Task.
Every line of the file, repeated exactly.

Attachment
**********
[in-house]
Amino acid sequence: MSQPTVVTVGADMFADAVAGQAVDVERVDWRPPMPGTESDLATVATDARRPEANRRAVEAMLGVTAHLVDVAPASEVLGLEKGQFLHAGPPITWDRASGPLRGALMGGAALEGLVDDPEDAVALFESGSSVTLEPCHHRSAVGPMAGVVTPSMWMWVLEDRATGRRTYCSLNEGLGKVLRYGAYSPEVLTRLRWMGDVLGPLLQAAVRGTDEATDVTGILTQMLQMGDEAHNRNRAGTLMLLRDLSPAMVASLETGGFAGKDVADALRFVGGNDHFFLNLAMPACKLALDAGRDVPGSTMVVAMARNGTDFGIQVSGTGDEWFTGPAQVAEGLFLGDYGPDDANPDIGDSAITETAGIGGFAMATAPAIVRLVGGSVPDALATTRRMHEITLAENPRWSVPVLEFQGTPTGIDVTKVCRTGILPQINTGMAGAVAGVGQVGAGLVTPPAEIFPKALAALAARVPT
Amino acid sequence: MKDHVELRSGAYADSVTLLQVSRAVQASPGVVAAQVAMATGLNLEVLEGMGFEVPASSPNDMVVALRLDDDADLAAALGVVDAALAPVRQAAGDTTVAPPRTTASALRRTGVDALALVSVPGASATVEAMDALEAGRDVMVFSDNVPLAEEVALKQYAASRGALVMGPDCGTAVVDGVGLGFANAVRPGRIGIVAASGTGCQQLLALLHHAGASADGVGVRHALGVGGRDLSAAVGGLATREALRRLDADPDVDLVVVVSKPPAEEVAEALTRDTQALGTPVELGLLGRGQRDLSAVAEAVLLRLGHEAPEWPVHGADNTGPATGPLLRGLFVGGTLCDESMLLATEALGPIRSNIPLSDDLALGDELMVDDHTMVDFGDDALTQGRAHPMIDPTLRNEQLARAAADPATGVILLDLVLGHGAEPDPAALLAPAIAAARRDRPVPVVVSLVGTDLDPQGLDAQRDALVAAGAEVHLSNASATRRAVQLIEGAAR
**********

[in-house]
Amino acid sequence: MSQPTVVTVGADMFADAVAGQAVDVERVDWRPPMPGTESDLATVATDARRPEANRRAVEAMLGVTAHLVDVAPASEVLGLEKGQFLHAGPPITWDRASGPLRGALMGGAALEGLVDDPEDAVALFESGSSVTLEPCHHRSAVGPMAGVVTPSMWMWVLEDRATGRRTYCSLNEGLGKVLRYGAYSPEVLTRLRWMGDVLGPLLQAAVRGTDEATDVTGILTQMLQMGDEAHNRNRAGTLMLLRDLSPAMVASLETGGFAGKDVADALRFVGGNDHFFLNLAMPACKLALDAGRDVPGSTMVVAMARNGTDFGIQVSGTGDEWFTGPAQVAEGLFLGDYGPDDANPDIGDSAITETAGIGGFAMATAPAIVRLVGGSVPDALATTRRMHEITLAENPRWSVPVLEFQGTPTGIDVTKVCRTGILPQINTGMAGAVAGVGQVGAGLVTPPAEIFPKALAALAARVPT
Amino acid sequence: MKDHVELRSGAYADSVTLLQVSRAVQASPGVVAAQVAMATGLNLEVLEGMGFEVPASSPNDMVVALRLDDDADLAAALGVVDAALAPVRQAAGDTTVAPPRTTASALRRTGVDALALVSVPGASATVEAMDALEAGRDVMVFSDNVPLAEEVALKQYAASRGALVMGPDCGTAVVDGVGLGFANAVRPGRIGIVAASGTGCQQLLALLHHAGASADGVGVRHALGVGGRDLSAAVGGLATREALRRLDADPDVDLVVVVSKPPAEEVAEALTRDTQALGTPVELGLLGRGQRDLSAVAEAVLLRLGHEAPEWPVHGADNTGPATGPLLRGLFVGGTLCDESMLLATEALGPIRSNIPLSDDLALGDELMVDDHTMVDFGDDALTQGRAHPMIDPTLRNEQLARAAADPATGVILLDLVLGHGAEPDPAALLAPAIAAARRDRPVPVVVSLVGTDLDPQGLDAQRDALVAAGAEVHLSNASATRRAVQLIEGAAR